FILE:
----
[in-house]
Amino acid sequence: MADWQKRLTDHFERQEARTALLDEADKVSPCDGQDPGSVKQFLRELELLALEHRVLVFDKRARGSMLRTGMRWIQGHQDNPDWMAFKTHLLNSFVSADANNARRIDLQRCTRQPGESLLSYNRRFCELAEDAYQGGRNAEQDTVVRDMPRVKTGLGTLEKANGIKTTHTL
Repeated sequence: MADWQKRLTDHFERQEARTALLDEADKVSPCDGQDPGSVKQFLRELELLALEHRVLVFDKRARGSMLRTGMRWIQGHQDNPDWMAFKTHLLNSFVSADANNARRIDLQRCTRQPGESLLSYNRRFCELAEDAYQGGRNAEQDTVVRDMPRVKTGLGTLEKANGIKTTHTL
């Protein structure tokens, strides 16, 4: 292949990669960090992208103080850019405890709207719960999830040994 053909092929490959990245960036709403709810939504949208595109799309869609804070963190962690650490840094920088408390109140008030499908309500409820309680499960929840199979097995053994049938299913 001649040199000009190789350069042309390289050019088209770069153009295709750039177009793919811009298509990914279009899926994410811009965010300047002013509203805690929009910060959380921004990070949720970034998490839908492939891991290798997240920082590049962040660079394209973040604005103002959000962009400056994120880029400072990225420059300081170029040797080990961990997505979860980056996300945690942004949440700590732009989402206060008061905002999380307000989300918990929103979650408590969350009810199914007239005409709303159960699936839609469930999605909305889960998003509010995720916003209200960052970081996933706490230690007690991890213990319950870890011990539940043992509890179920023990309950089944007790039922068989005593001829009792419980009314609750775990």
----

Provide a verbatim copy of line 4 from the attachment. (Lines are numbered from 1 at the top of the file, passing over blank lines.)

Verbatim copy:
């Protein structure tokens, strides 16, 4: 292949990669960090992208103080850019405890709207719960999830040994 053909092929490959990245960036709403709810939504949208595109799309869609804070963190962690650490840094920088408390109140008030499908309500409820309680499960929840199979097995053994049938299913 001649040199000009190789350069042309390289050019088209770069153009295709750039177009793919811009298509990914279009899926994410811009965010300047002013509203805690929009910060959380921004990070949720970034998490839908492939891991290798997240920082590049962040660079394209973040604005103002959000962009400056994120880029400072990225420059300081170029040797080990961990997505979860980056996300945690942004949440700590732009989402206060008061905002999380307000989300918990929103979650408590969350009810199914007239005409709303159960699936839609469930999605909305889960998003509010995720916003209200960052970081996933706490230690007690991890213990319950870890011990539940043992509890179920023990309950089944007790039922068989005593001829009792419980009314609750775990």